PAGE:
The modern equivalent isn't that difficult to imagine. Women and girls, you need to be aware of “The Guy Factor” when you get dressed. God has created you, and made you beautiful â€" but your beauty is for your husband.
Sexual attraction is not the only issue. The interesting phrase, “Costly garments” points us towards the other problem…
The Girl Problem
First Timothy 6:17 gives an indication that there were some very wealthy individuals in the church at Ephesus. Between that verse and this one we discover that they were apparently dumping the budget on clothes, with the obvious intent to show off. That results in the girl problem: Pride and envy.
History tells us that the extremely wealthy among Greek and Roman women were known to wear dresses that cost the equivalent of 19 years worth of the average worker's wages!3
At a certain point, clothing moves from being nice or even really nice into the realm of just being showy. Some of these wealthy Ephesian women were apparently dressing in ways that couldn't help but motivate some of the normal ladies to outright jealousy.
When a woman dresses in ways that flaunt either her wealth or her body the a-moral jewelry and clothing become immoral problems because they turn into temptations to others around her. More than that, they reveal the real problem.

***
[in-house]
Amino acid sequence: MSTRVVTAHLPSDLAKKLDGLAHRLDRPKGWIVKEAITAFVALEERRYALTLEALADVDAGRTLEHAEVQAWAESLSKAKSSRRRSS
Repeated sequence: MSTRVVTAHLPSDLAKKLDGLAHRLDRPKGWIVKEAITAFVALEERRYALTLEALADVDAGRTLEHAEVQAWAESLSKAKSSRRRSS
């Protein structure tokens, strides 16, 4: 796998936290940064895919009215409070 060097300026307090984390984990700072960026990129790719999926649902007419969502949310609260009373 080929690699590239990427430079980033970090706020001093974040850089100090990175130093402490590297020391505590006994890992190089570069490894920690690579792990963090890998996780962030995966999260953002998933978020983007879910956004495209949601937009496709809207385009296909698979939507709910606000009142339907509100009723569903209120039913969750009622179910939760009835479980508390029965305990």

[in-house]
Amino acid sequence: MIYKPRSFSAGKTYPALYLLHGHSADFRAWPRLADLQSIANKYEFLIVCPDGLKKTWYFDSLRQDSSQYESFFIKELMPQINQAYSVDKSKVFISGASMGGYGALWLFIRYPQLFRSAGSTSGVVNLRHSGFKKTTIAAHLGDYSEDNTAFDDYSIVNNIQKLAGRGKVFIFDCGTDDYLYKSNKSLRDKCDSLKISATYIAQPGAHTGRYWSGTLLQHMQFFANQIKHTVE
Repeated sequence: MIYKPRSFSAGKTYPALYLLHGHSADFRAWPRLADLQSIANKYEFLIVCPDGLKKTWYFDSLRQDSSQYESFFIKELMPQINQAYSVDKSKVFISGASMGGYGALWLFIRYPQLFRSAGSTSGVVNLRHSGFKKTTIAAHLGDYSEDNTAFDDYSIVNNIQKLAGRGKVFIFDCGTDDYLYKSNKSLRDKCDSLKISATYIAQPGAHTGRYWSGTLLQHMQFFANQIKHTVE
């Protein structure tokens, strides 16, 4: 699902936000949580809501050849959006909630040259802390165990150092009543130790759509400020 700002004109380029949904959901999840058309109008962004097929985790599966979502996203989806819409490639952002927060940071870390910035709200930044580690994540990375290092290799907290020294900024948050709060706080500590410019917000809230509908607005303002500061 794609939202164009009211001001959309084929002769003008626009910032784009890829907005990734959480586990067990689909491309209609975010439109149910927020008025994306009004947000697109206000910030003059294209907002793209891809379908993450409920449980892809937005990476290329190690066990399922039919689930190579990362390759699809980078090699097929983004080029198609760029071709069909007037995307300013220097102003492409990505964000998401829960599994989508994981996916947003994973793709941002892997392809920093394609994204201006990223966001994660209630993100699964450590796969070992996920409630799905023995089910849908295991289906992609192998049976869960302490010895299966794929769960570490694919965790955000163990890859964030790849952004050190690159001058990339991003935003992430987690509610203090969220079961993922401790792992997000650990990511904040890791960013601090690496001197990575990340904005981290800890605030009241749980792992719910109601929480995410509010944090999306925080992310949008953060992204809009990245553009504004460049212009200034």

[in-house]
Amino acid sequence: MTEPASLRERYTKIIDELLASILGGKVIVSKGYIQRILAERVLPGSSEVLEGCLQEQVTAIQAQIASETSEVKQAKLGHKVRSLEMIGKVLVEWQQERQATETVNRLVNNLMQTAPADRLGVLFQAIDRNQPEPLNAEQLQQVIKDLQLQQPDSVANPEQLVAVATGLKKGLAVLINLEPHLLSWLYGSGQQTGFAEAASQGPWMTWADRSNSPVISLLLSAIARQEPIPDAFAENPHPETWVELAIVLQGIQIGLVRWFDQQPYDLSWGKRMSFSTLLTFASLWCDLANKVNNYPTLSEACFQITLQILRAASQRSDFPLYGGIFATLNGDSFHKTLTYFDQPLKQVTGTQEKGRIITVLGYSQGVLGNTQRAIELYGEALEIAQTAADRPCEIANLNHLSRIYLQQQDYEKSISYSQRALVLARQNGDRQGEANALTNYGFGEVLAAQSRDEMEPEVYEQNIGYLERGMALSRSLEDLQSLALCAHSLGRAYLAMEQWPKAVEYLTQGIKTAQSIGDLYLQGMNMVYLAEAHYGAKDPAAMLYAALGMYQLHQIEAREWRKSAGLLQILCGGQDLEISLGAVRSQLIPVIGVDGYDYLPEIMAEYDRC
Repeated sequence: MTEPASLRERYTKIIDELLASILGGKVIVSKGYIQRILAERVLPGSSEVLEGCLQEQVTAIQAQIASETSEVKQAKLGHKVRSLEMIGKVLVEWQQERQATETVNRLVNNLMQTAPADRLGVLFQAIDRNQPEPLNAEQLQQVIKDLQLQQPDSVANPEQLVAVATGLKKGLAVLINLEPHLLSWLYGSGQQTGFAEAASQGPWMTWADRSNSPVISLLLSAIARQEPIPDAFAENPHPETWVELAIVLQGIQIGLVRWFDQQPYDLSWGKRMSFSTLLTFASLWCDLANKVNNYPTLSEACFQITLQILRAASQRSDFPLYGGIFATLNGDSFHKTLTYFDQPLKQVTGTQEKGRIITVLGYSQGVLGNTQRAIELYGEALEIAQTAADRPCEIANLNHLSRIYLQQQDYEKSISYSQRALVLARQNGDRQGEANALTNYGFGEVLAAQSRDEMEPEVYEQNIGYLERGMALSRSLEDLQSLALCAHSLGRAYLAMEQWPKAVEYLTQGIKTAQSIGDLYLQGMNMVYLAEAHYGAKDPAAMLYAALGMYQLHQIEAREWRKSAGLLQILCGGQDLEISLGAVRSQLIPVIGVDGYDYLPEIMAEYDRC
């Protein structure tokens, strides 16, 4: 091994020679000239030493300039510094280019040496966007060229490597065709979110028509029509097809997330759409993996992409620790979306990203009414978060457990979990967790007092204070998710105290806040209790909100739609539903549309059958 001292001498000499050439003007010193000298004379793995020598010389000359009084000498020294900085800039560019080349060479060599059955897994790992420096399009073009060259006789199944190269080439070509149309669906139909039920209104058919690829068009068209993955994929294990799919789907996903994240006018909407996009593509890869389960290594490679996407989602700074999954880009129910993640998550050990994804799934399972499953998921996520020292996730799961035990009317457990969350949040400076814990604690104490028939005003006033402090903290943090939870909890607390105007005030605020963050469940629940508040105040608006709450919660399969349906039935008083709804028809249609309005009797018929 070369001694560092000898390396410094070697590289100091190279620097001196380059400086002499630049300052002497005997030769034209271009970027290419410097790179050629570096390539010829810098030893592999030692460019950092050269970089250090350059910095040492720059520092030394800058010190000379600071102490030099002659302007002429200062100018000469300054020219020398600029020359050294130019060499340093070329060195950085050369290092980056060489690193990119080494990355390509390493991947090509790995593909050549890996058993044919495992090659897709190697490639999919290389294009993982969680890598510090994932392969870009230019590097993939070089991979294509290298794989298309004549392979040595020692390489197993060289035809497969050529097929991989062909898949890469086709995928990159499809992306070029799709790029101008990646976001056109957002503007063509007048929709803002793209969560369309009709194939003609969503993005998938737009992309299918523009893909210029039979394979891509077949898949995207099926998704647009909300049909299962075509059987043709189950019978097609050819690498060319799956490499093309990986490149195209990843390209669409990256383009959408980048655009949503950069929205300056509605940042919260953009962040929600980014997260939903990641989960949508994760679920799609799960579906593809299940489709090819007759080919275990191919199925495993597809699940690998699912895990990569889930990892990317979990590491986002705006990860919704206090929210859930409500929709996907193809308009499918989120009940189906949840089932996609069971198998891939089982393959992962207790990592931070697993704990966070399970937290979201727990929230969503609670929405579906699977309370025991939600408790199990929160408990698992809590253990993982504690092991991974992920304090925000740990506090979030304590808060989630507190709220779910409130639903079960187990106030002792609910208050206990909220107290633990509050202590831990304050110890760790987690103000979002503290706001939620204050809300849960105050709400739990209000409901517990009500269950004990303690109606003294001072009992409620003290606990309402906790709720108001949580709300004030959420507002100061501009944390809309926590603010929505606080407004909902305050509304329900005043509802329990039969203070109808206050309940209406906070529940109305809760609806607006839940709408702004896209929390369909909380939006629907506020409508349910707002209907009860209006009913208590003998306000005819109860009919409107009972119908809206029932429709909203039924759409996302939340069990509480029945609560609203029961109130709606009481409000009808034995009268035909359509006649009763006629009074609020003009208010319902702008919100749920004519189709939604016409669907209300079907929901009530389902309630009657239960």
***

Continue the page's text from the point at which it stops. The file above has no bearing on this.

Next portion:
The real problem
Clothing choices and petty bickering are just symptoms of a lack of godliness. This verse is more than a commentary on modern fashion sense. It's an attack on the heart that gets us into trouble. It provides the guidelines to protect your own purity and the purity of those around you. It's not about mini skirts and prom dresses. It's about your purpose for coming to church.
Men and women listen to this in consideration of verses eight and nine: before you come to church ask yourself if either your attitude or your apparel could stop yourself or others from worshiping. Be modest inside and out. Be self-controlled. Be Holy.
1George W. Knight, The Pastoral Epistles : A Commentary on the Greek Text (Grand Rapids, Mich.; Carlisle, England: W.B. Eerdmans; Paternoster Press, 1992), 135.
2of Alexandria Philo and Charles Duke Yonge, The Works of Philo : Complete and Unabridged (Peabody: Hendrickson, 1996, c1993), 96.
3The clothing Paul is considering is not slightly expensive but extravagantly expensive as suggested by the use of gold jewelry. A. H. M. Jones says clothing could cost as much as 7000 denarii, which equaled more than nineteen years’ wages for an average day laborer (The Roman Economy: Studies in Ancient Economy and Administrative History, ed. P. A. Brunt [Oxford: Blackwell, 1974] 350â€"64).
(Cited by Mounce in: William D. Mounce, vol. 46, Word Biblical Commentary : Pastoral Epistles, Word Biblical Commentary (Dallas: Word, Incorporated, 2002), 115.)